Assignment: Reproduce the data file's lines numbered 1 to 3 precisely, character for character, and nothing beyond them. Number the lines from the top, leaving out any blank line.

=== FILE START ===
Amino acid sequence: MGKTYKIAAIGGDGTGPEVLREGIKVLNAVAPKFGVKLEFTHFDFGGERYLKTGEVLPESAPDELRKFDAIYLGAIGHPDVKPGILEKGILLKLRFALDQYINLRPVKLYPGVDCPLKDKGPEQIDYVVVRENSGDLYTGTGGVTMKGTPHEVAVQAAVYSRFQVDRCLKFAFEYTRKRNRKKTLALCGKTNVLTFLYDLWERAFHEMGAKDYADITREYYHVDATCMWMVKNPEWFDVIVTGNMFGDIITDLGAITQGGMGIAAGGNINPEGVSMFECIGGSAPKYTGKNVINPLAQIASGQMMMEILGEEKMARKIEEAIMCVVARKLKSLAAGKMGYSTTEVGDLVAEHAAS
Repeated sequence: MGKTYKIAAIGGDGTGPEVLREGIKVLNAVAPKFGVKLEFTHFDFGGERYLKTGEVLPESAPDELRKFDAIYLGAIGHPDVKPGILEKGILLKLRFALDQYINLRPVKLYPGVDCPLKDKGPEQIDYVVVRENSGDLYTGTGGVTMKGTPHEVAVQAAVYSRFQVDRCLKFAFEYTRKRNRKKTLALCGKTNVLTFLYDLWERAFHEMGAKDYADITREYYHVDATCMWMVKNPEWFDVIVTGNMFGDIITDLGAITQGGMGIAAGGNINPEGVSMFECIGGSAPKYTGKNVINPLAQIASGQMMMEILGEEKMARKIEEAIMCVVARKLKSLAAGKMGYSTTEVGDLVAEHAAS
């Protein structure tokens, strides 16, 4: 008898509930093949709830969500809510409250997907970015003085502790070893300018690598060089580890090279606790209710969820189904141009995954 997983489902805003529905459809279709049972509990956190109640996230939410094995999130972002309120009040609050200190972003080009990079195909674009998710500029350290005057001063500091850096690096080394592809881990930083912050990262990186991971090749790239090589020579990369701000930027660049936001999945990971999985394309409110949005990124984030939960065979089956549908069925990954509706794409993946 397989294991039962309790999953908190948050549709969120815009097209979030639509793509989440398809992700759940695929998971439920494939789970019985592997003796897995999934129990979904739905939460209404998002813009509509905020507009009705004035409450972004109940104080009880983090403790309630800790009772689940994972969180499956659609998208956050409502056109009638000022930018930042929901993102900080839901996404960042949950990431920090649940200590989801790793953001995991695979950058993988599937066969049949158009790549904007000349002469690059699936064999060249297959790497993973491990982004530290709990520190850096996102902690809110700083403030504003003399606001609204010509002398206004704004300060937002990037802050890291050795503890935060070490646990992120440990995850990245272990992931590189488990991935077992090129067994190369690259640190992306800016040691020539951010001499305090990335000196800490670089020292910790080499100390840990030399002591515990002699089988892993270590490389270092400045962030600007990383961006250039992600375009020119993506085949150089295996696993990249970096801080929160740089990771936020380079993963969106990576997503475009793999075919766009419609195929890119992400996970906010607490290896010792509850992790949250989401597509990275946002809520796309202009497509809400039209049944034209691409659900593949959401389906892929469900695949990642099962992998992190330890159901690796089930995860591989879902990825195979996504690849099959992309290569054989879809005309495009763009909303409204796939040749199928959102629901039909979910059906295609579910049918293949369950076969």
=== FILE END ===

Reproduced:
Amino acid sequence: MGKTYKIAAIGGDGTGPEVLREGIKVLNAVAPKFGVKLEFTHFDFGGERYLKTGEVLPESAPDELRKFDAIYLGAIGHPDVKPGILEKGILLKLRFALDQYINLRPVKLYPGVDCPLKDKGPEQIDYVVVRENSGDLYTGTGGVTMKGTPHEVAVQAAVYSRFQVDRCLKFAFEYTRKRNRKKTLALCGKTNVLTFLYDLWERAFHEMGAKDYADITREYYHVDATCMWMVKNPEWFDVIVTGNMFGDIITDLGAITQGGMGIAAGGNINPEGVSMFECIGGSAPKYTGKNVINPLAQIASGQMMMEILGEEKMARKIEEAIMCVVARKLKSLAAGKMGYSTTEVGDLVAEHAAS
Repeated sequence: MGKTYKIAAIGGDGTGPEVLREGIKVLNAVAPKFGVKLEFTHFDFGGERYLKTGEVLPESAPDELRKFDAIYLGAIGHPDVKPGILEKGILLKLRFALDQYINLRPVKLYPGVDCPLKDKGPEQIDYVVVRENSGDLYTGTGGVTMKGTPHEVAVQAAVYSRFQVDRCLKFAFEYTRKRNRKKTLALCGKTNVLTFLYDLWERAFHEMGAKDYADITREYYHVDATCMWMVKNPEWFDVIVTGNMFGDIITDLGAITQGGMGIAAGGNINPEGVSMFECIGGSAPKYTGKNVINPLAQIASGQMMMEILGEEKMARKIEEAIMCVVARKLKSLAAGKMGYSTTEVGDLVAEHAAS
């Protein structure tokens, strides 16, 4: 008898509930093949709830969500809510409250997907970015003085502790070893300018690598060089580890090279606790209710969820189904141009995954 997983489902805003529905459809279709049972509990956190109640996230939410094995999130972002309120009040609050200190972003080009990079195909674009998710500029350290005057001063500091850096690096080394592809881990930083912050990262990186991971090749790239090589020579990369701000930027660049936001999945990971999985394309409110949005990124984030939960065979089956549908069925990954509706794409993946 397989294991039962309790999953908190948050549709969120815009097209979030639509793509989440398809992700759940695929998971439920494939789970019985592997003796897995999934129990979904739905939460209404998002813009509509905020507009009705004035409450972004109940104080009880983090403790309630800790009772689940994972969180499956659609998208956050409502056109009638000022930018930042929901993102900080839901996404960042949950990431920090649940200590989801790793953001995991695979950058993988599937066969049949158009790549904007000349002469690059699936064999060249297959790497993973491990982004530290709990520190850096996102902690809110700083403030504003003399606001609204010509002398206004704004300060937002990037802050890291050795503890935060070490646990992120440990995850990245272990992931590189488990991935077992090129067994190369690259640190992306800016040691020539951010001499305090990335000196800490670089020292910790080499100390840990030399002591515990002699089988892993270590490389270092400045962030600007990383961006250039992600375009020119993506085949150089295996696993990249970096801080929160740089990771936020380079993963969106990576997503475009793999075919766009419609195929890119992400996970906010607490290896010792509850992790949250989401597509990275946002809520796309202009497509809400039209049944034209691409659900593949959401389906892929469900695949990642099962992998992190330890159901690796089930995860591989879902990825195979996504690849099959992309290569054989879809005309495009763009909303409204796939040749199928959102629901039909979910059906295609579910049918293949369950076969």